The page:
Electric vehicle (EV) stocks generally have been huge winners in 2020, but Kensington Capital (NYSE:KCAC) has been a bit of an exception. Kensington Capital stock soared in early September after announcing its merger with QuantumScape, but has since pulled back some 25% from its highs.
It’s a dip that investors, and EV bulls in particular, should consider buying. Electric vehicle adoption is going to accelerate (pardon the pun). But for that to happen, batteries need to improve.
That said, QuantumScape should be one of the companies leading those improvements. The merger with Kensington Capital, a SPAC (special purpose acquisition company), brings the battery supplier to the public markets while also raising a significant amount of capital to fund expansion.
With that capital in hand, and with the merger likely to close in the coming months, Kensington Capital stock looks enormously attractive. As always, investors need to be aware of the risks. But the potential rewards in KCAC stock are as big as those of any stock in the space.
QuantumScape is developing solid-state lithium-metal batteries for electric vehicles. If successful, the technology could be revolutionary.
Existing lithium-ion batteries are good — but not great yet. And a core problem is that they’re generally not getting better. As Kensington Capital noted in its merger presentation, lithium-ion batteries have “reached their physical limit.” Energy density simply can’t increase much more, if at all.
For now, lithium-ion batteries can be good enough. But to develop low-cost EVs, as well as pickups, delivery vehicles and even semis, more energy is needed. That’s where QuantumScape aims to come in.
It’s developing a solid-state lithium-metal battery. And if successful, those batteries could represent a huge leap forward.
Costs would come down, since lithium-ion batteries require more materials with anodes as well as higher manufacturing costs. Charging is faster: QuantumScape believes its batteries can get to an 80% charge in less than 15 minutes. Battery life is longer. And as opposed to lithium-ion batteries which use liquids, solid-state batteries are not flammable.
Moreover, it’s worth emphasizing: the technology isn’t proven yet. But QuantumScape has a good shot at getting to that point. An impressive board of directors includes well-known tech executives, venture capitalists, and EV veterans. The company already has spent over $300 million on research and development. The $1 billion-plus raised in the merger (along with a private placement) should fund the company to production.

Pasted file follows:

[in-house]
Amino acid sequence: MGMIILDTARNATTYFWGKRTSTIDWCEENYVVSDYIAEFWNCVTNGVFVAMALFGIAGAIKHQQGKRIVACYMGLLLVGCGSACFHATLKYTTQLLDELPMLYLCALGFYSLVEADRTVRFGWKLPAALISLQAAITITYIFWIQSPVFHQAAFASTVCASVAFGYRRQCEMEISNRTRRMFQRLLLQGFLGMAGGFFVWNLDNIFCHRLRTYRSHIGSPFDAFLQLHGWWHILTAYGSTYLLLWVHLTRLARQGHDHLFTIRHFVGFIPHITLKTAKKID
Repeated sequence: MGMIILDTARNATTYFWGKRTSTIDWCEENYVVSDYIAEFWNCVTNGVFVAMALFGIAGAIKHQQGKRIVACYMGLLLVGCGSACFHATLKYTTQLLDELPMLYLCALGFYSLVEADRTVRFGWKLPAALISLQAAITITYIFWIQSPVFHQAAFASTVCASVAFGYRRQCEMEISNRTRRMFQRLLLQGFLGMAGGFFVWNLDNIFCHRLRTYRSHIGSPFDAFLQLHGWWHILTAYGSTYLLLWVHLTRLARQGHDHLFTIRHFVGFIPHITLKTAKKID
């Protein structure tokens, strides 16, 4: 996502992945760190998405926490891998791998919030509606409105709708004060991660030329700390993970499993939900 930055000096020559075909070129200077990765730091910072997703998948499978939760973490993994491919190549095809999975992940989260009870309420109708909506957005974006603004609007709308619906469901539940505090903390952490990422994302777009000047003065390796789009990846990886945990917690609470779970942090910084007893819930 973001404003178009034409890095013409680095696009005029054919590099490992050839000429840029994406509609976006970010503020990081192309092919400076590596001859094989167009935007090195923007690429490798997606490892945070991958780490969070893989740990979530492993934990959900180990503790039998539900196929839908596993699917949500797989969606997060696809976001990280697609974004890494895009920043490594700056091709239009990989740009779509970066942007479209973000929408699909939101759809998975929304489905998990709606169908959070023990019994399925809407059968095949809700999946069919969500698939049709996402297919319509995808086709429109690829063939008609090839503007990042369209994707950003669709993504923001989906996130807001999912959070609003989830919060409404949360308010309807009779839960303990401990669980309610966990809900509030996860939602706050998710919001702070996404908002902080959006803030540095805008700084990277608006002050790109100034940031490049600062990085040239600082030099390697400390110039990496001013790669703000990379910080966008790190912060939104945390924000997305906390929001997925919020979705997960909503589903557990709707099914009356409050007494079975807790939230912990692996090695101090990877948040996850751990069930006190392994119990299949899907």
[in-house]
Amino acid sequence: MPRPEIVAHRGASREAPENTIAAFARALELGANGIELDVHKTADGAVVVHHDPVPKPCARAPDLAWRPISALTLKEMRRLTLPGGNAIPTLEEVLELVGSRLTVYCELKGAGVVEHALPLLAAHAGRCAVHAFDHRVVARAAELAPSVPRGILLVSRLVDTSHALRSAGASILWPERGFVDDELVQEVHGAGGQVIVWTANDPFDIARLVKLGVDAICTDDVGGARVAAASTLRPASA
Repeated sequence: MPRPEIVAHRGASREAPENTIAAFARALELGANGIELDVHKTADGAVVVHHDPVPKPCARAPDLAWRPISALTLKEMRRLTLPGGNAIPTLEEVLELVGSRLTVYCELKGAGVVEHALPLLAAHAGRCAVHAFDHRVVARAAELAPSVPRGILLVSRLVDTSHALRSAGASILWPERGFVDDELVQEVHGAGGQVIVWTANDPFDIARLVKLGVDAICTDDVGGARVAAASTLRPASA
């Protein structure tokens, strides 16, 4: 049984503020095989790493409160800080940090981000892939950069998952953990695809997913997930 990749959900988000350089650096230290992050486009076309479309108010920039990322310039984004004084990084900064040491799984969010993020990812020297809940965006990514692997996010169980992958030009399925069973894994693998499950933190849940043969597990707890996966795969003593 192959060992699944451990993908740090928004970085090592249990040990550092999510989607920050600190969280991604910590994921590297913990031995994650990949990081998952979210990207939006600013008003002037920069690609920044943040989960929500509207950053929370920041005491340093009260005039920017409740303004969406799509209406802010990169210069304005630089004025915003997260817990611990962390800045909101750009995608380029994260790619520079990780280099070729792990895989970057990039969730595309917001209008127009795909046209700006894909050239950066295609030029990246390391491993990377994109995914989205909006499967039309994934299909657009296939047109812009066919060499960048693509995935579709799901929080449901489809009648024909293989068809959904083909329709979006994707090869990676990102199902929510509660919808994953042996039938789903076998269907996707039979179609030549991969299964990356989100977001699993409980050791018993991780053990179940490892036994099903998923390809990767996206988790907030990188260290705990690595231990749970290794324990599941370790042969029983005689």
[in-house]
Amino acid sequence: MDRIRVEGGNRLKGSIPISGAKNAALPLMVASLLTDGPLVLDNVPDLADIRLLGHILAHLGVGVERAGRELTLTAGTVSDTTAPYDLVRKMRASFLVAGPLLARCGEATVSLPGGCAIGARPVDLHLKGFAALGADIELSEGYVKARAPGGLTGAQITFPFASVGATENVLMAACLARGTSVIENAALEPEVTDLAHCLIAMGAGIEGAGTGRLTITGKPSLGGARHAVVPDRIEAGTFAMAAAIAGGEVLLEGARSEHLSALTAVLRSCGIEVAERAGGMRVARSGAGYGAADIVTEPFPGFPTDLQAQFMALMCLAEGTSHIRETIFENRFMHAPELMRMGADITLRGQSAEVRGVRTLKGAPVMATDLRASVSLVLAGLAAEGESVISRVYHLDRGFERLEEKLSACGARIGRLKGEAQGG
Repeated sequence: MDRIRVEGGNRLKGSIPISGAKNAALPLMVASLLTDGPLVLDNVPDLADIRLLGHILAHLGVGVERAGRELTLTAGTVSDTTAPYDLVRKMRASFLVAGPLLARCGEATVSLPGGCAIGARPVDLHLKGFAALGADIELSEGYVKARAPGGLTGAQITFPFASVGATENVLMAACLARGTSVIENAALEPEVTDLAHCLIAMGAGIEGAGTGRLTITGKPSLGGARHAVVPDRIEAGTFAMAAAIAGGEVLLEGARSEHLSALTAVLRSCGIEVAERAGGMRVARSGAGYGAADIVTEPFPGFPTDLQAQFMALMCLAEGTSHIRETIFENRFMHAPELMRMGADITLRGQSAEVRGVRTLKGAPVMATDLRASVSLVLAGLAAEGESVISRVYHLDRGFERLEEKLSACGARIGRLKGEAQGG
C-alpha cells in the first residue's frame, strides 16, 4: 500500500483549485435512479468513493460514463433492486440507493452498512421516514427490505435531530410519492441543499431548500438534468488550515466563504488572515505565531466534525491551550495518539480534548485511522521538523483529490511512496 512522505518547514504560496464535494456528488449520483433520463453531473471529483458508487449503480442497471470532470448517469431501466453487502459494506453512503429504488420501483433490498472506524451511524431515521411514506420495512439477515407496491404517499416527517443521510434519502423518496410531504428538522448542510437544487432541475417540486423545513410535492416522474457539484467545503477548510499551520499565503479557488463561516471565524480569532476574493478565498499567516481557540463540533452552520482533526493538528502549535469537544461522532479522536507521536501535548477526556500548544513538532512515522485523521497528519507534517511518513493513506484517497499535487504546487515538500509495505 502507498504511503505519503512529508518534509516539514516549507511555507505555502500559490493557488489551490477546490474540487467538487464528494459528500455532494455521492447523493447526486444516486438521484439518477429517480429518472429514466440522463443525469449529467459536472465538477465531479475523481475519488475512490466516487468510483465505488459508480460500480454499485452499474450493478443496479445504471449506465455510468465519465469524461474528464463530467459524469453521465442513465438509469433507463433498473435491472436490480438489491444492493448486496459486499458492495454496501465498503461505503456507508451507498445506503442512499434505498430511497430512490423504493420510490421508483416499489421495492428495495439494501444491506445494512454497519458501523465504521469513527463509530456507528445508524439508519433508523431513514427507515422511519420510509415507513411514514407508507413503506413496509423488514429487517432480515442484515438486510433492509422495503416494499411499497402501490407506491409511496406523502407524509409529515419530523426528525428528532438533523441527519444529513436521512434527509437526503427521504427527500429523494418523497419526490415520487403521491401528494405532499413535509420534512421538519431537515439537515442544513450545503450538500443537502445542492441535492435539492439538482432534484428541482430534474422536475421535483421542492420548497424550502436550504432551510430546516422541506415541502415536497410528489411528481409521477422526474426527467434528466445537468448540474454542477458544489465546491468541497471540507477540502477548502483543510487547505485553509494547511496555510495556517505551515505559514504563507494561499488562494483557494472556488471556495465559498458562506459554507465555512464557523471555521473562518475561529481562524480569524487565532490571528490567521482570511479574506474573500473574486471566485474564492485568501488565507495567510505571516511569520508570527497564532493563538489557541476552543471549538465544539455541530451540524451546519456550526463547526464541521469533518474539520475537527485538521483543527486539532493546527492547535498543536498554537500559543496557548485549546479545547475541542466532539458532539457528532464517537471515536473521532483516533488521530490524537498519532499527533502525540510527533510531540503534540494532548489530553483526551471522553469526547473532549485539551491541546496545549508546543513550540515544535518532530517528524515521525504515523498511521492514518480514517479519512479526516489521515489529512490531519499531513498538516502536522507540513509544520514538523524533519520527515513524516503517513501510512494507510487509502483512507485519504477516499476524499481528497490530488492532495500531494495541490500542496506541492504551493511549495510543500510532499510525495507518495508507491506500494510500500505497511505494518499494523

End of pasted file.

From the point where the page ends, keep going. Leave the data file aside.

Thus, there’s a clear path to success here.
Big Potential Upside in Kensington Capital Stock
Overall, if QuantumScape follows that path, the rewards in what is now Kensington Capital stock — and soon will be QuantumScape stock — could be enormous.
In that merger presentation, Kensington and QuantumScape laid out their targets for 2028. The companies expect the sale of 910,000 batteries will lead to revenue of $6.4 billion. EBITDA (earnings before interest, taxes, depreciation and amortization) should clear $1.6 billion, for a healthy 25% margin. And free cash flow at that level of EBITDA would come in around $560 million.
If that scenario played out, QuantumScape likely would be a company worth at least $28 billion, even using conservative 20x EBITDA and 50x free cash flow multiples. Pro forma for the merger, Kensington Capital stock has a market capitalization just over $6 billion.
In other words, if QuantumScape can deliver on its potential, investors in KCAC stock now will at least quadruple their money in about eight years. And if the company outperforms, or multiples are higher (which wouldn’t be a surprise given the company would still have substantial growth ahead), the returns could be even greater.
Mind the Risks
Let’s be clear. Those rewards are not guaranteed. 2028 targets are just that: targets. Advancements in battery technology have been promised since the 19th century. Quite often, they turned out to be disappointments.
Competition will be stiff, as a number of startups are developing their own technologies. Major automakers have entered the market as well. And QuantumScape to some degree will be at the mercy of its customers: no matter how good the battery is, it may not be good enough to generate sales if the vehicle itself isn’t attractive enough.
Also, QuantumScape’s technology remains mostly theoretical. The company has made progress, but it will take years to prove the viability of its products.
Collectively, despite a decade-long history, QuantumScape is still a startup. And investing in startups is a risky endeavor.
But, whether in public or private markets, investors are willing to make those investments because the rewards can be enormous. The same is true of Kensington Capital. The EV revolution is going to need a better battery. And if QuantumScape can deliver that better battery, Kensington Capital stock at $14 will look in retrospect like an absolute steal.
On the date of publication, neither Matt McCall nor the InvestorPlace Research Staff member primarily responsible for this article held (either directly or indirectly) any positions in the securities mentioned in the article.
Matthew McCall left Wall Street to actually help investors — by getting them into the world’s biggest, most revolutionary trends BEFORE anyone else. Click here to see what Matt has up his sleeve now. As of this writing, Matt did not hold a position in any of the aforementioned securities.